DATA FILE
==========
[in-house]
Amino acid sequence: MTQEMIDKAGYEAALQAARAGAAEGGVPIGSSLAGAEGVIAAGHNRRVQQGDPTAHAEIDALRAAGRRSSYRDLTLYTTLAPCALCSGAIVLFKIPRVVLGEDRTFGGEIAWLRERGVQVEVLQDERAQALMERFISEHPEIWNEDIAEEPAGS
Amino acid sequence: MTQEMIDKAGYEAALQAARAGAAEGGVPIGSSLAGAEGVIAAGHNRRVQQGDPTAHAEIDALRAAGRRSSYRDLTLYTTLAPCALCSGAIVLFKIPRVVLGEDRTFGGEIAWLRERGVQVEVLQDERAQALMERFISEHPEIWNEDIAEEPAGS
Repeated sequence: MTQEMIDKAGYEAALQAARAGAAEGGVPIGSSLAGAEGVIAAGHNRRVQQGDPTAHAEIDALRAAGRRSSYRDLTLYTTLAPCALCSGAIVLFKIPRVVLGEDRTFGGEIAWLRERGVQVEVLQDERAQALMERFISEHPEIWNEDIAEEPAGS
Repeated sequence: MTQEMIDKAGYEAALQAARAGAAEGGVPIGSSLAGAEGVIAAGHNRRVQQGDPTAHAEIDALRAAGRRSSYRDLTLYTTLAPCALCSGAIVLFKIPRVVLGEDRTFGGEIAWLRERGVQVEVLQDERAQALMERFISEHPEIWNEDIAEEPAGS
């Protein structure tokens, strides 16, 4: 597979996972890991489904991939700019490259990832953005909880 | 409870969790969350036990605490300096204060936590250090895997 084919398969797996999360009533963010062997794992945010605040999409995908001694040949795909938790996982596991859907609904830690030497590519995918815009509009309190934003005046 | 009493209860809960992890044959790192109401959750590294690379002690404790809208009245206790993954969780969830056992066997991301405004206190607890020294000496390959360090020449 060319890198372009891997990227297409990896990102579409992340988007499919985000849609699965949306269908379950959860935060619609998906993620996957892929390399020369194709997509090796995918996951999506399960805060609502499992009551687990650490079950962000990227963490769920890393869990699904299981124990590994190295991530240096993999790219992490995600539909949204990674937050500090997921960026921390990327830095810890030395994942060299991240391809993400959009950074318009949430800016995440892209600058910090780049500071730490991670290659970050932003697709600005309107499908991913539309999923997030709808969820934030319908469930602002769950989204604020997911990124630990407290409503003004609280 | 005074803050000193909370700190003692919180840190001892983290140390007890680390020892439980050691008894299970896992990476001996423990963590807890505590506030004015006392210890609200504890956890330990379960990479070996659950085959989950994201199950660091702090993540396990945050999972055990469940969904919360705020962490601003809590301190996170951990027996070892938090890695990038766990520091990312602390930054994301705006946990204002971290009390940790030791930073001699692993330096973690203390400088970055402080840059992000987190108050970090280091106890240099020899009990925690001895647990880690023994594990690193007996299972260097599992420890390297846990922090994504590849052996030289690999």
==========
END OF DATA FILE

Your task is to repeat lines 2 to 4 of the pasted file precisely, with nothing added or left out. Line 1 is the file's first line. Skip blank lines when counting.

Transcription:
Amino acid sequence: MTQEMIDKAGYEAALQAARAGAAEGGVPIGSSLAGAEGVIAAGHNRRVQQGDPTAHAEIDALRAAGRRSSYRDLTLYTTLAPCALCSGAIVLFKIPRVVLGEDRTFGGEIAWLRERGVQVEVLQDERAQALMERFISEHPEIWNEDIAEEPAGS
Amino acid sequence: MTQEMIDKAGYEAALQAARAGAAEGGVPIGSSLAGAEGVIAAGHNRRVQQGDPTAHAEIDALRAAGRRSSYRDLTLYTTLAPCALCSGAIVLFKIPRVVLGEDRTFGGEIAWLRERGVQVEVLQDERAQALMERFISEHPEIWNEDIAEEPAGS
Repeated sequence: MTQEMIDKAGYEAALQAARAGAAEGGVPIGSSLAGAEGVIAAGHNRRVQQGDPTAHAEIDALRAAGRRSSYRDLTLYTTLAPCALCSGAIVLFKIPRVVLGEDRTFGGEIAWLRERGVQVEVLQDERAQALMERFISEHPEIWNEDIAEEPAGS